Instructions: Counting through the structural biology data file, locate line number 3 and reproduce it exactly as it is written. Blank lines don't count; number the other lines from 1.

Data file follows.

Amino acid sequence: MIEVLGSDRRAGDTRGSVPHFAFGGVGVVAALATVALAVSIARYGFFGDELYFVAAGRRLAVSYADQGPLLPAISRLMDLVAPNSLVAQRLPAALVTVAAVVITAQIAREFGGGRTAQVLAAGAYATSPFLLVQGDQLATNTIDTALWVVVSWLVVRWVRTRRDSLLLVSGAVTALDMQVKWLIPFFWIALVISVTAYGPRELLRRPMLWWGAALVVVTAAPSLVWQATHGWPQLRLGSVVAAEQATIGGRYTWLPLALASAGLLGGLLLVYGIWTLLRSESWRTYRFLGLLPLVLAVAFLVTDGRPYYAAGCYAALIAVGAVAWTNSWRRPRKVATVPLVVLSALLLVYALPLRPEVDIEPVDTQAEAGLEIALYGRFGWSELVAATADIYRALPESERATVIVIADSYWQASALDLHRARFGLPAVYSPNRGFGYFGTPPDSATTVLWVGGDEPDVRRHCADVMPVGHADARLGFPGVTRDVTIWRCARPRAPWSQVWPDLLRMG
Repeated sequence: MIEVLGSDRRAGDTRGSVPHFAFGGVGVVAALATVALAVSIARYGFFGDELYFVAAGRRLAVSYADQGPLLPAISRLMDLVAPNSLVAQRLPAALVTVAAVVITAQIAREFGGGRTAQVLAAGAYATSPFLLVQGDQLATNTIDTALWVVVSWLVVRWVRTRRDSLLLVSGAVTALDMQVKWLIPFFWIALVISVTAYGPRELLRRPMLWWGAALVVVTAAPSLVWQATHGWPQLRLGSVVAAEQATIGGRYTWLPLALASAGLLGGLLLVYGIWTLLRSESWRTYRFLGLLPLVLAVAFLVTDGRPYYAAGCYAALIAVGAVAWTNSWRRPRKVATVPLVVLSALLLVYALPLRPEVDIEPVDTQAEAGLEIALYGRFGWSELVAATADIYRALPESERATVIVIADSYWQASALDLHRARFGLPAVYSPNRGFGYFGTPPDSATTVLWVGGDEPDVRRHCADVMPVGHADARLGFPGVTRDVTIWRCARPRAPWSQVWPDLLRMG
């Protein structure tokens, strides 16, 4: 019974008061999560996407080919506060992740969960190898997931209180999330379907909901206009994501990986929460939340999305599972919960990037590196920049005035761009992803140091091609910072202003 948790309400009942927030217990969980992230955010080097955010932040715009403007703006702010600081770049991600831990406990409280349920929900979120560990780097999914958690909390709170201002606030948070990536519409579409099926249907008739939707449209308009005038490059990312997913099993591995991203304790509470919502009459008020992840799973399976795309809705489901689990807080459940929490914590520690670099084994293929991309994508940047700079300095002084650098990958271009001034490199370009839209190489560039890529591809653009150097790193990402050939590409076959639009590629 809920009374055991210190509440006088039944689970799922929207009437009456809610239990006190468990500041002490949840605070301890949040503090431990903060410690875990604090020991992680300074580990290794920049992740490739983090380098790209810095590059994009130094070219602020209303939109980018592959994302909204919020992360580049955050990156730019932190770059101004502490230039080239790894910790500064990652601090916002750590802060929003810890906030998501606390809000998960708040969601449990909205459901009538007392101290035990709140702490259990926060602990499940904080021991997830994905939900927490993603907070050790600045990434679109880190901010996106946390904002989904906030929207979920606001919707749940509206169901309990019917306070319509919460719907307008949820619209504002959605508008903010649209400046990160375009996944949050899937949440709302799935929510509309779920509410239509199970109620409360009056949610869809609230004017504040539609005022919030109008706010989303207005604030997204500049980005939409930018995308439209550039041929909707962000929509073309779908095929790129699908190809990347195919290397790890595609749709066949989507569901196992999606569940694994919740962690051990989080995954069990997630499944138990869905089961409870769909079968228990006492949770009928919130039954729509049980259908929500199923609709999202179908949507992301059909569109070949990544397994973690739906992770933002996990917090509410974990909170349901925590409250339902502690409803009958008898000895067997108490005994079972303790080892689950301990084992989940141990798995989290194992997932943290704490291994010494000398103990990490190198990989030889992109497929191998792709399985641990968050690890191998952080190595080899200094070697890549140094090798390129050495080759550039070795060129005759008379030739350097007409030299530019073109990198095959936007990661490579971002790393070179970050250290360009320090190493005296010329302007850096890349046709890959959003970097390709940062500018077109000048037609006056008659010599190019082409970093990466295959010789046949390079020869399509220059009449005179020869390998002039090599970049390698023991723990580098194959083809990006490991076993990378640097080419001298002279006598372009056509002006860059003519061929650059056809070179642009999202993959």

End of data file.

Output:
């Protein structure tokens, strides 16, 4: 019974008061999560996407080919506060992740969960190898997931209180999330379907909901206009994501990986929460939340999305599972919960990037590196920049005035761009992803140091091609910072202003 948790309400009942927030217990969980992230955010080097955010932040715009403007703006702010600081770049991600831990406990409280349920929900979120560990780097999914958690909390709170201002606030948070990536519409579409099926249907008739939707449209308009005038490059990312997913099993591995991203304790509470919502009459008020992840799973399976795309809705489901689990807080459940929490914590520690670099084994293929991309994508940047700079300095002084650098990958271009001034490199370009839209190489560039890529591809653009150097790193990402050939590409076959639009590629 809920009374055991210190509440006088039944689970799922929207009437009456809610239990006190468990500041002490949840605070301890949040503090431990903060410690875990604090020991992680300074580990290794920049992740490739983090380098790209810095590059994009130094070219602020209303939109980018592959994302909204919020992360580049955050990156730019932190770059101004502490230039080239790894910790500064990652601090916002750590802060929003810890906030998501606390809000998960708040969601449990909205459901009538007392101290035990709140702490259990926060602990499940904080021991997830994905939900927490993603907070050790600045990434679109880190901010996106946390904002989904906030929207979920606001919707749940509206169901309990019917306070319509919460719907307008949820619209504002959605508008903010649209400046990160375009996944949050899937949440709302799935929510509309779920509410239509199970109620409360009056949610869809609230004017504040539609005022919030109008706010989303207005604030997204500049980005939409930018995308439209550039041929909707962000929509073309779908095929790129699908190809990347195919290397790890595609749709066949989507569901196992999606569940694994919740962690051990989080995954069990997630499944138990869905089961409870769909079968228990006492949770009928919130039954729509049980259908929500199923609709999202179908949507992301059909569109070949990544397994973690739906992770933002996990917090509410974990909170349901925590409250339902502690409803009958008898000895067997108490005994079972303790080892689950301990084992989940141990798995989290194992997932943290704490291994010494000398103990990490190198990989030889992109497929191998792709399985641990968050690890191998952080190595080899200094070697890549140094090798390129050495080759550039070795060129005759008379030739350097007409030299530019073109990198095959936007990661490579971002790393070179970050250290360009320090190493005296010329302007850096890349046709890959959003970097390709940062500018077109000048037609006056008659010599190019082409970093990466295959010789046949390079020869399509220059009449005179020869390998002039090599970049390698023991723990580098194959083809990006490991076993990378640097080419001298002279006598372009056509002006860059003519061929650059056809070179642009999202993959």